“Charlotte-Grace,” she would say, “you must always do your best at everything. You do not need to be the best. Just your best.”
So Gracie liked to play the watching game on nights like this, and imagine her parents watching her. That was how she saw the ghost.
At first, of course, she did not actually see the ghost. She could only see what happened when he came. One of the guards was slowly marching up and down outside the wire, the moonlight glinting on the hooked bayonet of the rifle he carried at his shoulder. Gracie was counting his footsteps. Thirteen steps from the corner to the bushes with the bright red flowers. You couldn’t see the flowers in the dark, of course, but she knew they were there. Another ten steps to the big anthill. Fourteen steps beyond that to the little hand-painted sign with the pirate flag on it. The guard would turn at that point, because the skull and crossbones meant there were landmines. He would retrace his steps, while Gracie counted them.
Fourteen to the anthill.
Ten to the red flower bush.
But the guard did not return to the corner post. He seemed to disappear into the night, as though the jungle shadows had grown hungry watching him and they had ...
The shadows had snatched him away.
Fast. So very fast. And quiet too. Because shadows don’t make noise.
Gracie blinked and nearly rubbed her eyes, trying to make sense of what she had just seen, or not seen. Then she remembered how dirty her hands got under the hut and she cleaned them on her tattered shirt before blinking again and carefully rubbing just one eye with the palm of one hand. She had learned that trick here under the hut too. Do not blind yourself. If you have to rub your eyes, do it one at a time, carefully. And don’t rub dirt in there. The dirt here had lots of germs.
She expected to see the guard again when she next looked, but he was gone – disappeared as completely as her mother and father. Swallowed by the night.
And then she saw the ghost.
At first it was just a darker patch of night moving at the edge of the jungle. Then it took the shape of a man. The dark figure floated over from the edge of the jungle and kneeled in front of the tall barbed-wire fence, just before the flower bush.
The ghost was smart.
Gracie knew that part of the fence could only be seen from the small exercise yard in front of it. The view from the guard tower was blocked by a water tank on the roof of Hut 23. The guards in the main compound could not see the fence because two other huts blocked their view. That’s why there was always a guard marching up and down that line of fence, night and day.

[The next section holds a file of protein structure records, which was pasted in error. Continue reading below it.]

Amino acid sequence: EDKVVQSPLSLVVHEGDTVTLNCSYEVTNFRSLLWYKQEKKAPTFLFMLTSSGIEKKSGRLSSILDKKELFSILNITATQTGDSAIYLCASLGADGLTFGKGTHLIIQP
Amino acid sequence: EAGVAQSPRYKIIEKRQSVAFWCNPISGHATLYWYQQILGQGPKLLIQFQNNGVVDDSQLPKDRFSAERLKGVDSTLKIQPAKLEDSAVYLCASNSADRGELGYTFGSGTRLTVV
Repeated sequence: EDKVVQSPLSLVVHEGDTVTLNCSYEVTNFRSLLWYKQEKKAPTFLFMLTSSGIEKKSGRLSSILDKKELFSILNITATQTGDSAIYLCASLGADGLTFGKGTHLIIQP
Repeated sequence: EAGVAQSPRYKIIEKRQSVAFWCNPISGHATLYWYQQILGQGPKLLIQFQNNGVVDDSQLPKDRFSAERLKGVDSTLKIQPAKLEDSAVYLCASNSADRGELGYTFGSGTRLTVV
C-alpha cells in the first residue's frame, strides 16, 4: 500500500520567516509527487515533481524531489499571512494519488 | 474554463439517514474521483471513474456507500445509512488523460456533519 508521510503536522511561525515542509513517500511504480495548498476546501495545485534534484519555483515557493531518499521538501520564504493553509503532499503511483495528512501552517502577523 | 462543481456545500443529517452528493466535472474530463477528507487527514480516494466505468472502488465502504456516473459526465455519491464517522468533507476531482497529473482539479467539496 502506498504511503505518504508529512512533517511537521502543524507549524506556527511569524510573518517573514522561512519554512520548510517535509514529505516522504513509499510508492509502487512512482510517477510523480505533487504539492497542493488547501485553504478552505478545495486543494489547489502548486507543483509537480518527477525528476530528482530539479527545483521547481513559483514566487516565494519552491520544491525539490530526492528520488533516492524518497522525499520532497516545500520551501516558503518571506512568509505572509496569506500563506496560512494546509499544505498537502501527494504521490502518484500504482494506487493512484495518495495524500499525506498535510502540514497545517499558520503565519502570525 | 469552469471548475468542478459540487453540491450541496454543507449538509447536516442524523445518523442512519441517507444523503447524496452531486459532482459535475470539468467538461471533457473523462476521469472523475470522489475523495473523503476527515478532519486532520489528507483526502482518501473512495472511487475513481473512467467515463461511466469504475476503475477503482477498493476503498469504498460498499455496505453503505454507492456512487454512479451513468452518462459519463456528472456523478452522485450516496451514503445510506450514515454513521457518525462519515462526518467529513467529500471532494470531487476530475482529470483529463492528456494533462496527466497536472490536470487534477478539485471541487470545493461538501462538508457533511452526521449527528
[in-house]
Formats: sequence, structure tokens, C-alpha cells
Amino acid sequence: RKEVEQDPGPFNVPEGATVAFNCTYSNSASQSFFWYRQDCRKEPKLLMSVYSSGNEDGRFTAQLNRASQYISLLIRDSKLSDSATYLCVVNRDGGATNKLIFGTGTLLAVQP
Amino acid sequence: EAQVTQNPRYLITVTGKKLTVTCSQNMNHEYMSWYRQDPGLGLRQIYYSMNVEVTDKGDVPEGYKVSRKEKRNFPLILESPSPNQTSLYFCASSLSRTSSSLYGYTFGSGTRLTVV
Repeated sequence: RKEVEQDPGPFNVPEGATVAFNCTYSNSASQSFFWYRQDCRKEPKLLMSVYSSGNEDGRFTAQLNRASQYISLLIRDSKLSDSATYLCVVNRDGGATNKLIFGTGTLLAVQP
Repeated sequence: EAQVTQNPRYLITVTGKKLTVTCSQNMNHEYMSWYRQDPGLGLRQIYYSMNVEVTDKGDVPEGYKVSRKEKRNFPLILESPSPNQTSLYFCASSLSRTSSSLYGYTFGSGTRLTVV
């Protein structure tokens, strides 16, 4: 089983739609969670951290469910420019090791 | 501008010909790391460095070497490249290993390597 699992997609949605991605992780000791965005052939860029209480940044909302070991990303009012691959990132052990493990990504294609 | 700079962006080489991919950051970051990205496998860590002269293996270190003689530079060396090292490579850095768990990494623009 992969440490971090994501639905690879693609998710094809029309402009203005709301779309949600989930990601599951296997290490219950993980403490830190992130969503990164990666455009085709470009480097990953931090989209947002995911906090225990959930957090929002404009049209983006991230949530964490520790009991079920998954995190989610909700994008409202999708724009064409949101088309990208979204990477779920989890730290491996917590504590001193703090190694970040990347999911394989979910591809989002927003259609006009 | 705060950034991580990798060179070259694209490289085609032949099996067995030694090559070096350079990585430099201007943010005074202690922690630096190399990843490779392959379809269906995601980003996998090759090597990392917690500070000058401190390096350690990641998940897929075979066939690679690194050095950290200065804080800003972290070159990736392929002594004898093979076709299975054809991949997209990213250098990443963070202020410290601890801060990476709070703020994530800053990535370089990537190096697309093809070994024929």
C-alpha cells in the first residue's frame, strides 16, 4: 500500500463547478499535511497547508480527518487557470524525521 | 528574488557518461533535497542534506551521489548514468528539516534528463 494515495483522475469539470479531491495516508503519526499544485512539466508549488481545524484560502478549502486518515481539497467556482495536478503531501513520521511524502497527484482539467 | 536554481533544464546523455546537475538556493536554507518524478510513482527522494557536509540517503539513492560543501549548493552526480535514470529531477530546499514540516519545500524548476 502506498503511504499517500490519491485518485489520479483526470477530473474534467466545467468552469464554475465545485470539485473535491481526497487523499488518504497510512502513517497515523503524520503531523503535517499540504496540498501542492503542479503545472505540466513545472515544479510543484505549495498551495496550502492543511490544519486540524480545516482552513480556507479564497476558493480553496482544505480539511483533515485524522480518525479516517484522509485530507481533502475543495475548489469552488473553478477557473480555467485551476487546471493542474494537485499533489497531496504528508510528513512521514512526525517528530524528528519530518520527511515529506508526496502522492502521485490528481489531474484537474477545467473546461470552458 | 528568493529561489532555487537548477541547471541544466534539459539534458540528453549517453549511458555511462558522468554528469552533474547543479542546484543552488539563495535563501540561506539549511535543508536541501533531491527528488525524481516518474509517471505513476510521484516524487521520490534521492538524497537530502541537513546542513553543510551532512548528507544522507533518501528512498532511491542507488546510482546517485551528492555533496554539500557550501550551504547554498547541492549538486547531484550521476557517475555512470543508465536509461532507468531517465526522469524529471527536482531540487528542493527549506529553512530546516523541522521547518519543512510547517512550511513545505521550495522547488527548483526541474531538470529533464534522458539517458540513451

But now the guard was gone and the shadow kneeled at the fence, doing something to the wire. The cry of night birds, the bark of the fire lizards and the many sounds of the jungle were so loud that she could not hear what happened next, but she did not need to. Gracie knew. The ghost was cutting through the wire.
Her heart swelled like a water balloon filled too quickly, growing so big and full so fast that she thought it might burst. For one mad moment she thought it must be her daddy, come for her, but she was not silly and she put that thought away. Her daddy was not coming, no matter how much she might want him to. More ghosts emerged from the darkness of the jungle and she could see now that they were men. They carried guns. Their heads looked strangely misshapen, as though tiny machines grew from them; binoculars or telescopes, she imagined.
Gracie would have been scared, but she had seen the ghost make the Japanese guard disappear. She knew that the guard would not be coming back, just like her parents, and she wormed herself into the moist, dark soil of the jungle prison camp, letting it enfold her in a hug, clenching her fists and smiling at the ghosts with guns and telescopes for eyes. Her smile grew positively vulpine when the night exploded into fire.
Gracie did not emerge from her hiding place until the morning sun was high and hot enough to raise wispy tendrils of mist from the pools of rainwater that lay about the camp. It rained almost every day, always in the afternoon. In the mornings, as the terrible heat built up, most of the puddles evaporated, but they never dried out completely and Gracie always looked as though she was wearing dark socks from the mud which clung to the bottom half of her legs. The sun came up as always that morning too, but not all the pools of monsoon water evaporated in the usual way. Some were stained deep red with blood and these dried into a sticky brown sludge that even she would not like to walk through.